On a freezing January day in 1805, Dunbar noted that "our hunters are tolerably successful, bringing in every day abundance of venison and turkies." They also fished, catching catfish, buffalo, gar and "a few small ones of little value." They used "hook & line" and seines.
Dunbar recorded that one "night a band of Wolves howled in our neighborhood a great part of the night." He remarked that in Arkansas "turkeys become now much more abundant & less difficult of approach than below, our hunters generally kill some every day."
Not far from the hot springs in southwest Arkansas, Blazier led the men on a buffalo hunt. Dunbar said the weather was frigid when the hunters "shot two of the buffalo, wounding them so severely that blood streamed from their sides." Because it was late in the evening the men "were unable to follow the chase but returned to the pursuit" the next morning … They discovered the tracks & blood which they followed (a) great part of the day without coming up with the buffalo and were obliged to return without success."
The "great strength of this animal enables him to carry off on many occasions several shots without falling." To be successful, Dunbar wrote, "it is necessary to shoot him thro' the heart to make him fall speedily; we are told that a rifle bullet is by no means certain (if ever so well directed) of penetrating thro' the scull into the brain, or if it does, provided the ball only reaches into the front or fore part of the brain, the animal will not fall; some even assert that the thickness & strength of the scull with the immense quantity of hair which covers the head of the buffalo, will resist the penetration of an ordinary rifle bullet."
OLD MAN PALTZ
Another hunter the party met was a man named Paltz, described as "an old hunter," who was encamped near Arkadelphia, AR, with his three grown sons, a hired hand and a half dozen dogs preparing to hunt bear and deer.
The old man didn't speak English. Paltz was “of German extraction,” according to Dunbar.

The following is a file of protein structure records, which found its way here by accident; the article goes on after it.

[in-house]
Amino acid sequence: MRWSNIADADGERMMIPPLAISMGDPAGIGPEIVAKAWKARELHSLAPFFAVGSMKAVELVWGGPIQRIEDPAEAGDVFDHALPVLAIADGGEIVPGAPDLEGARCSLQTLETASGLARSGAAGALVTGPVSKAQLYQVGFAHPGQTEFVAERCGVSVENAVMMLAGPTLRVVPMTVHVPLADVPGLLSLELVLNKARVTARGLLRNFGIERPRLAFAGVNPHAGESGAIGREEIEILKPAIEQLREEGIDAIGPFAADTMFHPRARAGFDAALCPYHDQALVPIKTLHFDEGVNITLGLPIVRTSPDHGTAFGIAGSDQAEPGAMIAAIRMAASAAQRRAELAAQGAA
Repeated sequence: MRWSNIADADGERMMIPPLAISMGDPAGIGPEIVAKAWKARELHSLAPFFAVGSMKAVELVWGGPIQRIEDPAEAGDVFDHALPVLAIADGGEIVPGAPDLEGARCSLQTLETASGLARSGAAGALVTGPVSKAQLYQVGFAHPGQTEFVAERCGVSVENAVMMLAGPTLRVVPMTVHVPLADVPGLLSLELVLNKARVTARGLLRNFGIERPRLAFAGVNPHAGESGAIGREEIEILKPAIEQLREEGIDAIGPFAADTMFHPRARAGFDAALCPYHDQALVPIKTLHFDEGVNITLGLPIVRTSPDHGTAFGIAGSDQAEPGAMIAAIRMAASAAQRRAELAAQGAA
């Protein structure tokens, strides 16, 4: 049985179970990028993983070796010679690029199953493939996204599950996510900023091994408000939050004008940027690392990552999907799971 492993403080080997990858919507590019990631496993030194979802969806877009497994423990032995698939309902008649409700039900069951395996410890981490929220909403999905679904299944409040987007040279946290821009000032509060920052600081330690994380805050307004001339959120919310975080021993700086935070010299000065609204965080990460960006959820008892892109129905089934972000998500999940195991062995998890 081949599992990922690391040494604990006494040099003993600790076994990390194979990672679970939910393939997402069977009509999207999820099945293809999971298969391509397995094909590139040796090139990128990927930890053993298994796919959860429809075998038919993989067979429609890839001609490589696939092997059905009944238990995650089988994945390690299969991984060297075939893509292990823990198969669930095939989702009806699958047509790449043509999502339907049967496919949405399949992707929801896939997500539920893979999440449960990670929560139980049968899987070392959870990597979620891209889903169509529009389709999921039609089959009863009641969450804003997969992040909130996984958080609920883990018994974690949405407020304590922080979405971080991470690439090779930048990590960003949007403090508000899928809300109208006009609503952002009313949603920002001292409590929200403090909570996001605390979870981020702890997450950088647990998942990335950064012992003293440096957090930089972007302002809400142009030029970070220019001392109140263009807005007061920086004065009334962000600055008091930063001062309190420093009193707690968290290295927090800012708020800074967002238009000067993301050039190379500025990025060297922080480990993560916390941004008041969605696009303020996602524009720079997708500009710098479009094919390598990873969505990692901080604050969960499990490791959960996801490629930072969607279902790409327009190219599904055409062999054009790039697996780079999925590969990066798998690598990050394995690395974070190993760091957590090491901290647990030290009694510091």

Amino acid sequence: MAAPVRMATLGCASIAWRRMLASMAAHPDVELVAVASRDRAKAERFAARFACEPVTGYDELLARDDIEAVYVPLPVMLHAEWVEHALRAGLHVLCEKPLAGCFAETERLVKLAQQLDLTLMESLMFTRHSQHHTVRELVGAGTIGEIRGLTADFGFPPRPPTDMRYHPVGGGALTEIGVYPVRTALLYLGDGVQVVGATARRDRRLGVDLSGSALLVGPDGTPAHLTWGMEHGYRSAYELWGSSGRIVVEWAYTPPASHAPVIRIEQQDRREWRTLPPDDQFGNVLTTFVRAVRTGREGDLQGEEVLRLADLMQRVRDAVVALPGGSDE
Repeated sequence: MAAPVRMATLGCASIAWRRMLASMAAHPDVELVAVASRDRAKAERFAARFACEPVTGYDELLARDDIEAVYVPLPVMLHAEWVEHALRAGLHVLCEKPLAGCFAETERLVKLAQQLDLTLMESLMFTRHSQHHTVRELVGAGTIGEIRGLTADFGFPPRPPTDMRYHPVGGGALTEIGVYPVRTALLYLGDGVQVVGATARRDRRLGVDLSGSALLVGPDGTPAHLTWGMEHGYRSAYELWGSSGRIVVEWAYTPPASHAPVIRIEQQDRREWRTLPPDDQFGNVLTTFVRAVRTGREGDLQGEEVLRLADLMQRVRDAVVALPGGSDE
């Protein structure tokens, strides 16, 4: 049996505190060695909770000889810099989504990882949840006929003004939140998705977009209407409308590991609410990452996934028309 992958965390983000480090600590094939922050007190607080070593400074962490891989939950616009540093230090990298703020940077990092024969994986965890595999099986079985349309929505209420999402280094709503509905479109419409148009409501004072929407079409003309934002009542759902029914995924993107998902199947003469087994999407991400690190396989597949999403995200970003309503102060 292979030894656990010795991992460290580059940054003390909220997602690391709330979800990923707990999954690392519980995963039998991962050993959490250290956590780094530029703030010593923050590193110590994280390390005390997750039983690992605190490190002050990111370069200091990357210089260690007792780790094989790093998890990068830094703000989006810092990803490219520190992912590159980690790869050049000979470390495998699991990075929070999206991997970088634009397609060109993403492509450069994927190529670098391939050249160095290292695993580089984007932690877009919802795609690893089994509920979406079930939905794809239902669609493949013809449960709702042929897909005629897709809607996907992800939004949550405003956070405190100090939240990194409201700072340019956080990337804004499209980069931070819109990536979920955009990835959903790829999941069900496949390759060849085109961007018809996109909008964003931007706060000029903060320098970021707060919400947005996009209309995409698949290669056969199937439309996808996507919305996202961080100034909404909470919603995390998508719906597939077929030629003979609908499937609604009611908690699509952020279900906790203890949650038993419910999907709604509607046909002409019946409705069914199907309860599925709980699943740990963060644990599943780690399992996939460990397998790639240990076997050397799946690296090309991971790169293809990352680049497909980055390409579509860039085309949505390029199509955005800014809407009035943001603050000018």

Paltz lived at Fort Miro.
“As yet they had only killed a few deer,” Hunter wrote. Their “provisions consisted of a few bushels of Indian corn which pounded … in a hollow block of wood with a short cut of an hicory saplin by way of pestle.”
Through Paltz' sons, Hunter and Dunbar learned that a party of Chickasaws, Choctaws and "other neighboring Indian nations about eight hundred in number" were on their way to the Arkansas River "to drive off ... 400 Warriors of the Osages who had lately come to that country whose hands were against every other description of person white or red."
Paltz had lived on the Ouachita for 40 years and before that lived and hunted on the Arkansas, White and St. Francis rivers to the north.
Hunters were so busy along the Ouachita that Dunbar found a place known as "Cache la Tulipe" (Tulip's hiding place), located near Fordyce, AR, where a French hunter by that name placed his wilderness harvest. The location was also a camping ground for Indians. Hunter observed Indian corn growing there.
Wrote Hunter: "It continues to be a practize of both white and red hunters to deposit their skins ... often suspended to poles or laid over a pole placed upon two forked posts in sight of the river, until their return from hunting; these deposits are considered as sacred and few examples exist of their being plundered."
Dunbar reported a place at present day Camden, AR, was named after a legendary trapper and hunter. An old Indian trail called the Caddo Trace crossed the Ouachita River at that point. The road connected Quapaw villages on the Arkansas River with the Caddos on the Red River. On the bluff above the river, French hunters and trappers rendezvoused with the Indians.
The place was called "Ecore de Fabri” (Fabri’s bluff). There in 1783, the Spanish established their first outpost in the Ouachita District. Two years later, the headquarters was relocated to present day Monroe.
According to Hunter biographer John Francis McDermott, the hunter and trader was “Andre Fabry de La Bruyere who in 1741 was sent out by Governor Bienville of Louisiana in an attempt to reach Santa Fe for trade purposes.” McDermott wrote that the man, a French engineer, in 1740 “surveyed the course of the Arkansas River as far as the plains of the Osages, including the course of a small river he called St. Andrews’s.”
Dunbar noted that Fabri had “deposited lead near the cliff” along the Ouachita to mark the “line of demarcation that run between the French and Spanish provinces, when the former possessed Louisiana.” Hunter reported that another man had been with Fabri when he marked the line.
But in the years to follow, Fabri disappeared. No one knew what happened to him. Was he dead? Murdered? There were reports that the man with Fabri when he deposited the lead plates had also disappeared and possibility was killed near the spot.
Both Dunbar and Hunter said they could not prove the story true. Nor could they prove whether a related story had merit. According to Hunter, the trappers and hunters who encamped there frequently heard the man call out from the woods at night: ‘Fabri! Fabri!’”